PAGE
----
Four new native bee species were recognised as part of the largest Australian nature discovery project, called 'Bush Blitz'. The South Australian bee specialists used molecular and morphological evidence to prove them as new. Three of the species had narrow heads and long mouth parts -- adaptations to foraging on flowers of emu-bushes, which have narrow constrictions at the base. The new species are described in the open access journal ZooKeys.
Bees are important pollinators of crops and native plants, but habitat loss and pesticides are proved to be causing a serious decline in their populations in Europe and the United States of America. Meanwhile, the conservation status of native Australian bees is largely unknown because solid baseline data are unavailable and about one third of the species are as yet unknown to science. Furthermore, identification of Australian bees is hampered by a lack of keys for about half of the named species.
With their present publication, bee specialists Katja Hogendoorn (University of Adelaide), Remko Leijs and Mark Stevens (South Australian Museum) are now trying to make Australian native bees more accessible to the scientific community. The study introduces a new Barcoding of Life project, 'AUSBS', which will be built to contain the barcode sequences of the identified Australian native bees.
In future, this database can help scientists who have molecular tools, but insufficient knowledge of bees, to identify known species. Yet, that is not the only use of the database. "Bee taxonomists can access and use the molecular information to answer specific problems, for example, how certain species are related or whether or not a male and female belong to the same species," says Dr. Hogendoorn. "And combined with morphological information, the molecular database can help to identify new species," she adds.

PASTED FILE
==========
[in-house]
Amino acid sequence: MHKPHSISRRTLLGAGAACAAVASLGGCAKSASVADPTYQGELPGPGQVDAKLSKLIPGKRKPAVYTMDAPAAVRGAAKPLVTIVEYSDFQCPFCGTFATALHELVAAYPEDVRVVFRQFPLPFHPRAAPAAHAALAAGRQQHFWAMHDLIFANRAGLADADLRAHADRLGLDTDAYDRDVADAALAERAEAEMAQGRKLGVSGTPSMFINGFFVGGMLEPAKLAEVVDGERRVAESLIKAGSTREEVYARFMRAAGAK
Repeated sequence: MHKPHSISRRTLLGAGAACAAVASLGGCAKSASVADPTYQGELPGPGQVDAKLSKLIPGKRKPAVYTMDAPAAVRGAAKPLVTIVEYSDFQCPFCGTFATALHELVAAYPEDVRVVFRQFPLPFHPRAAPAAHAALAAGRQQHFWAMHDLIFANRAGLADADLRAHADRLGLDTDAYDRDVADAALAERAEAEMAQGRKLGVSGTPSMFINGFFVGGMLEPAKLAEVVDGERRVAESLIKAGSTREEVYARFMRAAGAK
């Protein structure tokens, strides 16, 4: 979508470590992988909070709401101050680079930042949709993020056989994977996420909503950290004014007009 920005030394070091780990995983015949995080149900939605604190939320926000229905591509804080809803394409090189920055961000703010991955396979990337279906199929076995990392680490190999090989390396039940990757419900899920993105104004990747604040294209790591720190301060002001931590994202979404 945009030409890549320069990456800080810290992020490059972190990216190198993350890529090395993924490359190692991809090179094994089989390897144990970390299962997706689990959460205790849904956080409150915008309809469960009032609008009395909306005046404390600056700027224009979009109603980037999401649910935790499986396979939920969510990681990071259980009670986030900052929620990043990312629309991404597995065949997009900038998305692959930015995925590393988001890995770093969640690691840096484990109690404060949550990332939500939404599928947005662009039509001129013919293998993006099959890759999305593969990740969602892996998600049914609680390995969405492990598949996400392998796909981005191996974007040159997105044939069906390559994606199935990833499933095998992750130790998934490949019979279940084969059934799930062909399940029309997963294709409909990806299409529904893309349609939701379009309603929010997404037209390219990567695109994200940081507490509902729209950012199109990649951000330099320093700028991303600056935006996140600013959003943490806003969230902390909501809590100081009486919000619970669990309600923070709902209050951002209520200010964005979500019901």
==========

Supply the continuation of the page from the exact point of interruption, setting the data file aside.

In their publication, the researchers demonstrate the utility of the database. After careful evaluation of the DNA sequence data and subsequent morphological comparison of the collected bees to museum type specimens, they recognised four new species in the genus Euhesma, which they subsequently described.
Three of the species belong to the group of bees that specialise on the flowers of emu-bushes. These bees have evolved narrow faces and very long mouth parts to collect the nectar through a narrow constriction at the base of the flowers. A similar evolution has been already observed in other groups of bees. The fourth species belongs to a different group within this large genus and has a normally shaped head.
So far, the project includes 271 sequences of 120 species that were collected during the Bush Blitz surveys, Australia's largest nature discovery project. The researchers intend to build on the existing DNA database to cover as many as possible of the Australian species. "It is hoped that this will stimulate native bee research," says Dr. Hogendoorn. "With about 750 Australian bee species still undescribed and many groups in need of revision there is an enormous job to do," she concludes.
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